Many important discussions on the environment emerged over this past year. The lecture series, Architectures of Transition, curated by Assistant Professor Elisa Iturbe, along with the accompanying exhibition, Confronting Carbon Form, underscored architecture’s significant role in defining the outcome of this increasingly uncertain phase of human and planetary history. 
Both the work and the ensuing conversations are demanding a renewed focus on transformative pedagogies and design practices that tackle the urgent climate emergency.
During this semester, we forged exciting partnerships with neighboring institutions that have opened new avenues for collaboration. As part of an elective course, a dedicated team of students is currently working on creating a large-scale model of a stupa typology for the upcoming exhibition Tree & Serpent at The Metropolitan Museum of Art in June. Additionally, we have reignited our longstanding alliance with Storefront for Art and Architecture. Together, we are collaborating on a new pedagogical experiment—a forthcoming course in the School of Architecture, accompanied by a public component, which will focus on public art in New York City. The initiative was launched in the Great Hall with a memorable program of readings, conversations, and performances centered around the plurality, complexity, and nuance of Black experiences, which was coordinated with Assistant Professor Nora Akawi. The event served as a dynamic platform for creative exchange, bringing together a group of artists, writers, scholars, thought leaders, and musicians in a dialogue with What Black Is This, You Say?, a thought-provoking public artwork, exhibited at Storefront, by Chicago-based artist Amanda Williams.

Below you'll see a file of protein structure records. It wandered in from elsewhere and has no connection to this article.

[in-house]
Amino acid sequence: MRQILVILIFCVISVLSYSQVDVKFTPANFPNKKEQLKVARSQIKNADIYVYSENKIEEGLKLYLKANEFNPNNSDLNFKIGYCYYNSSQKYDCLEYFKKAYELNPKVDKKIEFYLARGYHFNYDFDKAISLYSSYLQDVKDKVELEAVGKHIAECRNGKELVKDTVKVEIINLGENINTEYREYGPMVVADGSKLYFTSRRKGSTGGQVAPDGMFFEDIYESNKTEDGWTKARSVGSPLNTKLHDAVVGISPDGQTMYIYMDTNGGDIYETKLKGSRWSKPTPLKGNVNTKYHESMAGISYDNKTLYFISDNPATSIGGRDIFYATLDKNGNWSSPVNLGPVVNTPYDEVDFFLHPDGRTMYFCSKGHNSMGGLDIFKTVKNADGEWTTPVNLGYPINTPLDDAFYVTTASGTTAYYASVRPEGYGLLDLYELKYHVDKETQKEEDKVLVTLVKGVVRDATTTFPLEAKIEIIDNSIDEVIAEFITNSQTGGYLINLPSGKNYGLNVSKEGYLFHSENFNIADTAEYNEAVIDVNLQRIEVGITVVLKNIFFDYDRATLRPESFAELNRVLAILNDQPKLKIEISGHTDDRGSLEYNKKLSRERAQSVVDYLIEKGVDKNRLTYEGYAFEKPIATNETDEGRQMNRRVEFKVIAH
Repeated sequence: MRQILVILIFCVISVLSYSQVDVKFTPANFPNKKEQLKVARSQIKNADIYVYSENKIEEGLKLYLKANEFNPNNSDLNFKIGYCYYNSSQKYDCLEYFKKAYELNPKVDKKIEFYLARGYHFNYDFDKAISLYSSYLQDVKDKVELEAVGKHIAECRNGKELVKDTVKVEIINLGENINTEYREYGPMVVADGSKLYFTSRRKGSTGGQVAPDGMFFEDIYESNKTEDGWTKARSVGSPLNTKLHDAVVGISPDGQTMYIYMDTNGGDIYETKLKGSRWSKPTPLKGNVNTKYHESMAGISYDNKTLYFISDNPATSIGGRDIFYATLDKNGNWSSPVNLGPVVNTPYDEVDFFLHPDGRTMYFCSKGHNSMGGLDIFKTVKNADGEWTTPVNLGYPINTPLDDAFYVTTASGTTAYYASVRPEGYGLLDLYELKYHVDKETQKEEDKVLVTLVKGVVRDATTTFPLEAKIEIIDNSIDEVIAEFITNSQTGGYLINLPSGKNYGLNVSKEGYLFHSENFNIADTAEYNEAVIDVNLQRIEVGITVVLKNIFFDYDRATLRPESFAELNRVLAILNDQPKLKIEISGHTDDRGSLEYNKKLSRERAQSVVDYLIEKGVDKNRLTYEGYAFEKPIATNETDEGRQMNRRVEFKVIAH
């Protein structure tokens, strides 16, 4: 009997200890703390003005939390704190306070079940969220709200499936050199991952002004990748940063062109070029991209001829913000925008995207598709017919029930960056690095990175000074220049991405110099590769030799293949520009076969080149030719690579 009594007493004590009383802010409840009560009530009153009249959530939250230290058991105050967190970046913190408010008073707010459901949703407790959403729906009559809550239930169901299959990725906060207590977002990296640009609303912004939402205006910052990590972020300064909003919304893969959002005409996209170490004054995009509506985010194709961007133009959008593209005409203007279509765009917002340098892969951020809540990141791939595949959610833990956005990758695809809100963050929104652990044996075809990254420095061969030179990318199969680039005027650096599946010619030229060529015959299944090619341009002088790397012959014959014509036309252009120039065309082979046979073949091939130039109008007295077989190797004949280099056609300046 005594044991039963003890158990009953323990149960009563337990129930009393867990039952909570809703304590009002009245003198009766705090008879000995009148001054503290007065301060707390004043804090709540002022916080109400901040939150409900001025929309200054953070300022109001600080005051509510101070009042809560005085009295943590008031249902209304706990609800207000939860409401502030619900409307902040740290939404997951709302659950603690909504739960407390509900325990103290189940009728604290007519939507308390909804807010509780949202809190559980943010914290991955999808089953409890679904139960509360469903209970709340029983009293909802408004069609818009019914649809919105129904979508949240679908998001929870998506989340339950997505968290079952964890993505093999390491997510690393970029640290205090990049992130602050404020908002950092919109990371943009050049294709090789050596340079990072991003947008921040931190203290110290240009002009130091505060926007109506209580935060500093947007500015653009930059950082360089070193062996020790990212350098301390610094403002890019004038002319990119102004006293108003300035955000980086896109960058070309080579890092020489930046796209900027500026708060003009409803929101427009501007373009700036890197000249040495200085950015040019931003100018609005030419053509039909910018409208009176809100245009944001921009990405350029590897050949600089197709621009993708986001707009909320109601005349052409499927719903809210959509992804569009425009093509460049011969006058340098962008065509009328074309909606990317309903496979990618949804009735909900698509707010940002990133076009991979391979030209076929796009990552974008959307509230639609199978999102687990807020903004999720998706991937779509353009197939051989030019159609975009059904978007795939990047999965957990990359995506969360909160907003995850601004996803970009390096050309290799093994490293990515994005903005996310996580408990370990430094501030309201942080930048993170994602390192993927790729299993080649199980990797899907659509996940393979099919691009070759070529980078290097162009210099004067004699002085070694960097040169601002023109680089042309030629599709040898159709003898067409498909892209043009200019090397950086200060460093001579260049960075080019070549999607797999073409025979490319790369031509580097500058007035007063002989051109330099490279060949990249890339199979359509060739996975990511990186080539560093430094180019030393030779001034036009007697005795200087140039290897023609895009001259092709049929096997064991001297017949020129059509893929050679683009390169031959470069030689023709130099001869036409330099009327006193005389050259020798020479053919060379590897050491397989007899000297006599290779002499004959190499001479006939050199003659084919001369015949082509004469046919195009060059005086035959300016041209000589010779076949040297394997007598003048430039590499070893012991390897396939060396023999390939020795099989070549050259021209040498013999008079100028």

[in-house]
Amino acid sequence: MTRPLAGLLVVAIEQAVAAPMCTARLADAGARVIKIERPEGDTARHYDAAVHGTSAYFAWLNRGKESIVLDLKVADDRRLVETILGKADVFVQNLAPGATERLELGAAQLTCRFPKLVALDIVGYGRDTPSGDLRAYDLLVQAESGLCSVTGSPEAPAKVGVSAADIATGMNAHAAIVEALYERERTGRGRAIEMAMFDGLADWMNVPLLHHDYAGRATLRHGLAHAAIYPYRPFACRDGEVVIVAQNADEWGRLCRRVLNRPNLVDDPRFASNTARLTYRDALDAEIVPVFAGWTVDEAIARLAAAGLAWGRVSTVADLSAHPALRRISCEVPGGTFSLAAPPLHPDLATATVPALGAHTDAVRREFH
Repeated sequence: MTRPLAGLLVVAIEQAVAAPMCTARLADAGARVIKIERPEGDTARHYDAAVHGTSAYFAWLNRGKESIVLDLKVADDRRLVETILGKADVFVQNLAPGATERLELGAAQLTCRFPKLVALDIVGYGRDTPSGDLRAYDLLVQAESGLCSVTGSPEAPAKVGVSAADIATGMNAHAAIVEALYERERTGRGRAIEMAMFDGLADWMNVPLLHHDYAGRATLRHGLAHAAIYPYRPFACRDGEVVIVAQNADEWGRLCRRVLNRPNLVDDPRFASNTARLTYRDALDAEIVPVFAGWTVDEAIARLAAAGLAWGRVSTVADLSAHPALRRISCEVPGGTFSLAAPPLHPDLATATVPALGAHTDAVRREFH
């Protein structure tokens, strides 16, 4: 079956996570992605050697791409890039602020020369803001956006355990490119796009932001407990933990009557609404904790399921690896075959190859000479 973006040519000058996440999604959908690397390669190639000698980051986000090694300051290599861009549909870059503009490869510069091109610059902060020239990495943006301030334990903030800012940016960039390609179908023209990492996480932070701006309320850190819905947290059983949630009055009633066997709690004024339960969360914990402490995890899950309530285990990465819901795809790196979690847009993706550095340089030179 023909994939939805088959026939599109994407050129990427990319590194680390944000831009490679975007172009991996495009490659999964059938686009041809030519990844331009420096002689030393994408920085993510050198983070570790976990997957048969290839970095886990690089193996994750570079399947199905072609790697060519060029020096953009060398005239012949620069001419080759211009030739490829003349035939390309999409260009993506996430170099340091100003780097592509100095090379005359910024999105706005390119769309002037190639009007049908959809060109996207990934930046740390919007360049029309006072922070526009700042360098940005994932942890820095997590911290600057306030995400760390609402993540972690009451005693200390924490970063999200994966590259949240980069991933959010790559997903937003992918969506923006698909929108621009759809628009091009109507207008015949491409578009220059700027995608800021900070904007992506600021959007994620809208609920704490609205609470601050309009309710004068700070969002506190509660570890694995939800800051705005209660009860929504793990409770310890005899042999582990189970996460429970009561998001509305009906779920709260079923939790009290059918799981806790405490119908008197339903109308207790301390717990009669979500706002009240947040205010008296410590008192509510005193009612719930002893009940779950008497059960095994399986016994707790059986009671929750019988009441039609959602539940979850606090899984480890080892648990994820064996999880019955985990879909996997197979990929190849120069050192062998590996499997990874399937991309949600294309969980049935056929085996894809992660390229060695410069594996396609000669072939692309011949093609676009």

Through a series of interdisciplinary seminars and studios, students from the Art, Architecture, and Engineering Schools have been participating in group projects, fostering collaboration and innovation. As we continue to advance these interdisciplinary efforts, the Civic Projects Lab hosted an inaugural Workshop on Generative Art, Architecture, and Engineering Collaboration. This event, spearheaded by Assistant Professor Ben Aranda (Arch.) and Associate Professor Sam Keene (Eng.), builds on a multi-year initiative at Cooper Union to delve into generative algorithms and machine learning.